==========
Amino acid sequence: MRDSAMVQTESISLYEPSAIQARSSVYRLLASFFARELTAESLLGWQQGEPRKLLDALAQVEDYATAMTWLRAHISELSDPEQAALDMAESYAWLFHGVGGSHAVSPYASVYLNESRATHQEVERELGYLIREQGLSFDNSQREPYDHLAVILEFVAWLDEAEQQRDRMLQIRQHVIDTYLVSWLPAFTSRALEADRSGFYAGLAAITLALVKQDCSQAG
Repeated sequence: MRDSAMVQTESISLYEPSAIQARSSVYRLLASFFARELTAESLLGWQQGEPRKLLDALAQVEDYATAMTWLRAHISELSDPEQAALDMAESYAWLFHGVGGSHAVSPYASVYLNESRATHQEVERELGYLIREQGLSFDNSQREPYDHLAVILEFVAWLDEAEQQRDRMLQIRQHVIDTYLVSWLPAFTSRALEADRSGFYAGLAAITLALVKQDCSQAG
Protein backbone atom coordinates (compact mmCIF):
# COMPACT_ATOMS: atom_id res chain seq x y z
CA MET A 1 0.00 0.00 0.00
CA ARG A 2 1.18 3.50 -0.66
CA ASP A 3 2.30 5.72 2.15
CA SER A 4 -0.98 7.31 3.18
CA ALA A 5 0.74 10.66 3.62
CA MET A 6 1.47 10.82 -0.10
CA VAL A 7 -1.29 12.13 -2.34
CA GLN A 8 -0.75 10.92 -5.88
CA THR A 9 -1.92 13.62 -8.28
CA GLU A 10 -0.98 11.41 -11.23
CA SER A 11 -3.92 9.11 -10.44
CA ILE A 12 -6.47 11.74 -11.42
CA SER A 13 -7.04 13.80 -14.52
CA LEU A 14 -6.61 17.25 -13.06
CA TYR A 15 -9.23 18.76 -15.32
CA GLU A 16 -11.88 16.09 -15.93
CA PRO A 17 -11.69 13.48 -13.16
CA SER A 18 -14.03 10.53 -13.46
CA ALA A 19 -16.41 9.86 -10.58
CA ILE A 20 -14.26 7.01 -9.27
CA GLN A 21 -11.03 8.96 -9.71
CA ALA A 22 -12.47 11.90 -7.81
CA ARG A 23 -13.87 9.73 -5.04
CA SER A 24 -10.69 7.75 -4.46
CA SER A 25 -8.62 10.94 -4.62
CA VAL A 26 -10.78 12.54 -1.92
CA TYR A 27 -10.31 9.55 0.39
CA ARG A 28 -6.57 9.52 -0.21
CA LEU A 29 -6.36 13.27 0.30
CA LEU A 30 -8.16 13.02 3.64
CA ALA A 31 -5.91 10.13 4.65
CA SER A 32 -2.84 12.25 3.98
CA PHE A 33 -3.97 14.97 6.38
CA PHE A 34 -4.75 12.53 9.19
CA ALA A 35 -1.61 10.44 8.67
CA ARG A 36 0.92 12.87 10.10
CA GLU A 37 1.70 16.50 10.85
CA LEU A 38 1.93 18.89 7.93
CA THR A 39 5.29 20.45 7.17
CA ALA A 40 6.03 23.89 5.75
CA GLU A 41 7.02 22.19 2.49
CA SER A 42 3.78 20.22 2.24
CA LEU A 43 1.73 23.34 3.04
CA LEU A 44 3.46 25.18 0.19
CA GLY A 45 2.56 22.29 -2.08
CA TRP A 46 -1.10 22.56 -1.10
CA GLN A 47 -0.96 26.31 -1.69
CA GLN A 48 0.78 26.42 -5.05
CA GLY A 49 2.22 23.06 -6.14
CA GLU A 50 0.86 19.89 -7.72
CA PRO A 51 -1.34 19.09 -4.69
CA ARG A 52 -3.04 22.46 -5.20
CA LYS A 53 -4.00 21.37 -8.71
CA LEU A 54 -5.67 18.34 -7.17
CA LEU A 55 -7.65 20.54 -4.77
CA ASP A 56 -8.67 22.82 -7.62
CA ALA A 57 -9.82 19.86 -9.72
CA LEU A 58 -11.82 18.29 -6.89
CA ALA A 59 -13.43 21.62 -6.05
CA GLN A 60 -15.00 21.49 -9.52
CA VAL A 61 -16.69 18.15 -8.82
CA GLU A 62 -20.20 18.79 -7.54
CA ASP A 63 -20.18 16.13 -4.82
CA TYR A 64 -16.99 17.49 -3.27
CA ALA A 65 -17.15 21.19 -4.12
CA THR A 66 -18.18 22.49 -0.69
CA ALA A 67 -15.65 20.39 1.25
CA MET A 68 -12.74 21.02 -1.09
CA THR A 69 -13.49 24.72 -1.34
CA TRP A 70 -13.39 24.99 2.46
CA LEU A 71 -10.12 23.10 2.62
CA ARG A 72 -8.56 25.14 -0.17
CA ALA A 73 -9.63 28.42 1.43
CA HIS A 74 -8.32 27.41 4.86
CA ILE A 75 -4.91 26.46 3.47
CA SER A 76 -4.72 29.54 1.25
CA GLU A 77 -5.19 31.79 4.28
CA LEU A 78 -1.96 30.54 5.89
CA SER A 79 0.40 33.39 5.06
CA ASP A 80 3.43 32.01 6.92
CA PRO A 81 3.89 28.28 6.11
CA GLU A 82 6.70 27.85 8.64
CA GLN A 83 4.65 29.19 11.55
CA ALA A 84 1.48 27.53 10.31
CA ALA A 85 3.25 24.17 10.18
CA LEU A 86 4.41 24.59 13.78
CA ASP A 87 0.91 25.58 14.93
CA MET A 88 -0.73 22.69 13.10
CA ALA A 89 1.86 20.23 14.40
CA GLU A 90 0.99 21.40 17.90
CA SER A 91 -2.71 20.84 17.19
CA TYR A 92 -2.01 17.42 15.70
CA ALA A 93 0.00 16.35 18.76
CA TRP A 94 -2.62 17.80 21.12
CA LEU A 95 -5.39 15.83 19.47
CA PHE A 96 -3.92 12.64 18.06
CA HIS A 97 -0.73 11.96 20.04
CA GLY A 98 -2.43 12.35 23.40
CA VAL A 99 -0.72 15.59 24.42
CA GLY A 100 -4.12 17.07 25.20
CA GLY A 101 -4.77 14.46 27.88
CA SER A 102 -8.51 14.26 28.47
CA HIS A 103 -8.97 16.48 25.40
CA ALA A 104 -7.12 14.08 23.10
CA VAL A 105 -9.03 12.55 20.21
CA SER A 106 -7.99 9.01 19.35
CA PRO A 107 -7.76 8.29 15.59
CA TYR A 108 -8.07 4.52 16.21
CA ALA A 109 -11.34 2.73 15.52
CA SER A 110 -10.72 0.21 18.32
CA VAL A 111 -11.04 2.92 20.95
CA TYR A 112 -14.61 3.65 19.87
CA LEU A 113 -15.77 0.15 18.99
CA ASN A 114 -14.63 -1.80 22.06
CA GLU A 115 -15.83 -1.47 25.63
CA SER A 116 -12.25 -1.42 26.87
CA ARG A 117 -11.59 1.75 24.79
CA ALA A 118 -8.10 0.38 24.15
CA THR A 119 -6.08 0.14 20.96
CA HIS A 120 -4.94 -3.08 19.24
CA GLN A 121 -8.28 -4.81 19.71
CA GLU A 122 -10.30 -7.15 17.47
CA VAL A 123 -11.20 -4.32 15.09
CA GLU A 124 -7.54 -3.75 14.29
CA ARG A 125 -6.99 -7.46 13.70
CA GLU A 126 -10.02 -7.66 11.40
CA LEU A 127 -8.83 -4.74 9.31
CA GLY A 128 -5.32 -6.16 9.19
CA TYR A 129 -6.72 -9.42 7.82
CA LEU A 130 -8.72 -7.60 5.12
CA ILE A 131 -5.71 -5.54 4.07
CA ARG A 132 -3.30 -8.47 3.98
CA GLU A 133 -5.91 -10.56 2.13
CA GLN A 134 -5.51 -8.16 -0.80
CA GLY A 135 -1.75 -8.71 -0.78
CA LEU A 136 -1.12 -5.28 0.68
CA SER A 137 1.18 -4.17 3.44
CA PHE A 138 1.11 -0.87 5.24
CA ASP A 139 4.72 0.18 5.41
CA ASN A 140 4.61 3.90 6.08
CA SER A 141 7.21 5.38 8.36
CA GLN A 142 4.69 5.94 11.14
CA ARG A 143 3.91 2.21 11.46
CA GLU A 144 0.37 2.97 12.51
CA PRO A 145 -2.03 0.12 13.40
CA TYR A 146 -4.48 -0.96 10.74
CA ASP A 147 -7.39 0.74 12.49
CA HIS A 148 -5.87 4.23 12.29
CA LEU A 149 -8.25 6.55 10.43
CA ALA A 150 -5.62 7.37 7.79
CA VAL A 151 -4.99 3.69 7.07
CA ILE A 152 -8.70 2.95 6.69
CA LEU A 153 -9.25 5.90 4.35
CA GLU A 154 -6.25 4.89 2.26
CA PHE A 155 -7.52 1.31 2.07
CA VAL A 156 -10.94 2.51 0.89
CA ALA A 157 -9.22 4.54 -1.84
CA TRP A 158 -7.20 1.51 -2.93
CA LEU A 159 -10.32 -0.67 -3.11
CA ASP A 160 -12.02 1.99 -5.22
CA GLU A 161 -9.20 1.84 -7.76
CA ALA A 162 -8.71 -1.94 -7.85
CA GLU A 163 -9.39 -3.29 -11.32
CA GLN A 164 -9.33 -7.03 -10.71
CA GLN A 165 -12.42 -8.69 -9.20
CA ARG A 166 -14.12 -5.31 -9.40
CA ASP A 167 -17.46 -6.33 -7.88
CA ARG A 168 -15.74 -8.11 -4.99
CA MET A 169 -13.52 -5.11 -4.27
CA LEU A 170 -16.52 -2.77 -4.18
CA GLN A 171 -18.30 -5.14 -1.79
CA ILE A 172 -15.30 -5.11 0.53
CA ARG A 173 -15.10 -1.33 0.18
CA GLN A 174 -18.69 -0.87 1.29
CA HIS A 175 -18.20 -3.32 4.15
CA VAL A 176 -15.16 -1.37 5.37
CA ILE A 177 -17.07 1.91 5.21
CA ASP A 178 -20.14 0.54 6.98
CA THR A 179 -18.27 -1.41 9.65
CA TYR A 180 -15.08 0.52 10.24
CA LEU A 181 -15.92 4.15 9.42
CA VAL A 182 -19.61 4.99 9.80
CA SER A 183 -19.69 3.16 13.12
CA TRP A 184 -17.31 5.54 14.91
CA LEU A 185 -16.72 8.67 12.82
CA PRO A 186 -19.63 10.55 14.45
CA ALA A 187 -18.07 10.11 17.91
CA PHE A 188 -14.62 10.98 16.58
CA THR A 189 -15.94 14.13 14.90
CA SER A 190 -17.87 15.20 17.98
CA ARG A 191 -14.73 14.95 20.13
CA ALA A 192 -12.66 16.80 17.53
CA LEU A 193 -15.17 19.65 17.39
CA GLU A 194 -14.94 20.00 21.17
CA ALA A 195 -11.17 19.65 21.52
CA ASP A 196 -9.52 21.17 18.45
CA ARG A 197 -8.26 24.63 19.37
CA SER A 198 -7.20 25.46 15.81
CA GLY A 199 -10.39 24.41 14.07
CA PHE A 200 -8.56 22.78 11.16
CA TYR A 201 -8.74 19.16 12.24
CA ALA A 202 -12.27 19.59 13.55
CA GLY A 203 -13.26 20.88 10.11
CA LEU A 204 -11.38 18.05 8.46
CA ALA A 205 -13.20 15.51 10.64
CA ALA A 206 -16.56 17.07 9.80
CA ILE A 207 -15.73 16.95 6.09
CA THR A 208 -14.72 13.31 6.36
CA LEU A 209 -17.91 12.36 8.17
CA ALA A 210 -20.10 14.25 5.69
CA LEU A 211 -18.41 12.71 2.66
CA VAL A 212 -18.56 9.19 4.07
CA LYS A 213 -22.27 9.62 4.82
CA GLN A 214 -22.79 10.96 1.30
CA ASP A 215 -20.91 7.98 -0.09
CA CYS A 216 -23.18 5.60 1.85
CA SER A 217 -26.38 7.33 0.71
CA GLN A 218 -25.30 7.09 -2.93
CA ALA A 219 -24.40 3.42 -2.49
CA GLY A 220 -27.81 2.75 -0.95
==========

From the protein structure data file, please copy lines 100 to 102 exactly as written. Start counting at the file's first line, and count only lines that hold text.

CA PHE A 96 -3.92 12.64 18.06
CA HIS A 97 -0.73 11.96 20.04
CA GLY A 98 -2.43 12.35 23.40